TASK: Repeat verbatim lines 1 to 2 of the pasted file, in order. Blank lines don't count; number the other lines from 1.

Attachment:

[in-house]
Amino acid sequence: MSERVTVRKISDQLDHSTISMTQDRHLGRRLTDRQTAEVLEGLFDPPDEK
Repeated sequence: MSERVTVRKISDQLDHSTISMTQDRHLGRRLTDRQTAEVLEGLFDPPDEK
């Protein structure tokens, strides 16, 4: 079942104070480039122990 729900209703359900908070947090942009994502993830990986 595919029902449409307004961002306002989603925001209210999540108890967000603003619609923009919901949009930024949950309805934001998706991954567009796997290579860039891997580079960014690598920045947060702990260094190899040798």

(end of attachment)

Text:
[in-house]
Amino acid sequence: MSERVTVRKISDQLDHSTISMTQDRHLGRRLTDRQTAEVLEGLFDPPDEK